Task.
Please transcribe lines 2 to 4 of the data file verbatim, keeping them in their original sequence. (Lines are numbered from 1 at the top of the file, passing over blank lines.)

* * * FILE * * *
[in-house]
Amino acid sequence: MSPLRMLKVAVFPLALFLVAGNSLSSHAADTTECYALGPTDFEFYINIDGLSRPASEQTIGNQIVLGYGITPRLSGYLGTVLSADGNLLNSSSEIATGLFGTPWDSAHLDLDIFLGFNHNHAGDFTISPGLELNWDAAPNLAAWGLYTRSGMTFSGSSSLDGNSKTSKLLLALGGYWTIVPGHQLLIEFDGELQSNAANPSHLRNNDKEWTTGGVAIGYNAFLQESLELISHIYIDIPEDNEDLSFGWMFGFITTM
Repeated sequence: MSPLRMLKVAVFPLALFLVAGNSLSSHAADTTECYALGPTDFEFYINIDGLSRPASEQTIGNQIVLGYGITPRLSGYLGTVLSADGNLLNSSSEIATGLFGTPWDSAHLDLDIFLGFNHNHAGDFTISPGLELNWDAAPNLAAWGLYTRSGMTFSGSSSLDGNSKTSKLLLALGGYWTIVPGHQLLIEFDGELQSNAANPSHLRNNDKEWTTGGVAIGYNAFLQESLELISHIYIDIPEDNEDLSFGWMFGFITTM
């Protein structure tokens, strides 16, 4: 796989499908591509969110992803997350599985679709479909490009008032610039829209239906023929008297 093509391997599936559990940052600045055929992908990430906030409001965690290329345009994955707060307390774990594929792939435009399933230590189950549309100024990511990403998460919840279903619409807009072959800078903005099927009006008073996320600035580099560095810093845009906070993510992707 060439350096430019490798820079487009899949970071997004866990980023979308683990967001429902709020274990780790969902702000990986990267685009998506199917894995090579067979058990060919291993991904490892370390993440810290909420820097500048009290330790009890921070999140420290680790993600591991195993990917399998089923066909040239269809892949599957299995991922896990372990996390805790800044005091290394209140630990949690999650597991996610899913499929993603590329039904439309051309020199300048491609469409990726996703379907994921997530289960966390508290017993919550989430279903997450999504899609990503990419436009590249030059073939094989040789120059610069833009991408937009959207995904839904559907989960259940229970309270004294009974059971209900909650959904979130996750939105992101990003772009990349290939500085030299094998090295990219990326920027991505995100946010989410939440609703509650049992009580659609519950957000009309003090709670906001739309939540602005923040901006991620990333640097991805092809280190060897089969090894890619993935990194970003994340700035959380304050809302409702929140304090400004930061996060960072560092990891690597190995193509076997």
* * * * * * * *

Amino acid sequence: MSPLRMLKVAVFPLALFLVAGNSLSSHAADTTECYALGPTDFEFYINIDGLSRPASEQTIGNQIVLGYGITPRLSGYLGTVLSADGNLLNSSSEIATGLFGTPWDSAHLDLDIFLGFNHNHAGDFTISPGLELNWDAAPNLAAWGLYTRSGMTFSGSSSLDGNSKTSKLLLALGGYWTIVPGHQLLIEFDGELQSNAANPSHLRNNDKEWTTGGVAIGYNAFLQESLELISHIYIDIPEDNEDLSFGWMFGFITTM
Repeated sequence: MSPLRMLKVAVFPLALFLVAGNSLSSHAADTTECYALGPTDFEFYINIDGLSRPASEQTIGNQIVLGYGITPRLSGYLGTVLSADGNLLNSSSEIATGLFGTPWDSAHLDLDIFLGFNHNHAGDFTISPGLELNWDAAPNLAAWGLYTRSGMTFSGSSSLDGNSKTSKLLLALGGYWTIVPGHQLLIEFDGELQSNAANPSHLRNNDKEWTTGGVAIGYNAFLQESLELISHIYIDIPEDNEDLSFGWMFGFITTM
């Protein structure tokens, strides 16, 4: 796989499908591509969110992803997350599985679709479909490009008032610039829209239906023929008297 093509391997599936559990940052600045055929992908990430906030409001965690290329345009994955707060307390774990594929792939435009399933230590189950549309100024990511990403998460919840279903619409807009072959800078903005099927009006008073996320600035580099560095810093845009906070993510992707 060439350096430019490798820079487009899949970071997004866990980023979308683990967001429902709020274990780790969902702000990986990267685009998506199917894995090579067979058990060919291993991904490892370390993440810290909420820097500048009290330790009890921070999140420290680790993600591991195993990917399998089923066909040239269809892949599957299995991922896990372990996390805790800044005091290394209140630990949690999650597991996610899913499929993603590329039904439309051309020199300048491609469409990726996703379907994921997530289960966390508290017993919550989430279903997450999504899609990503990419436009590249030059073939094989040789120059610069833009991408937009959207995904839904559907989960259940229970309270004294009974059971209900909650959904979130996750939105992101990003772009990349290939500085030299094998090295990219990326920027991505995100946010989410939440609703509650049992009580659609519950957000009309003090709670906001739309939540602005923040901006991620990333640097991805092809280190060897089969090894890619993935990194970003994340700035959380304050809302409702929140304090400004930061996060960072560092990891690597190995193509076997």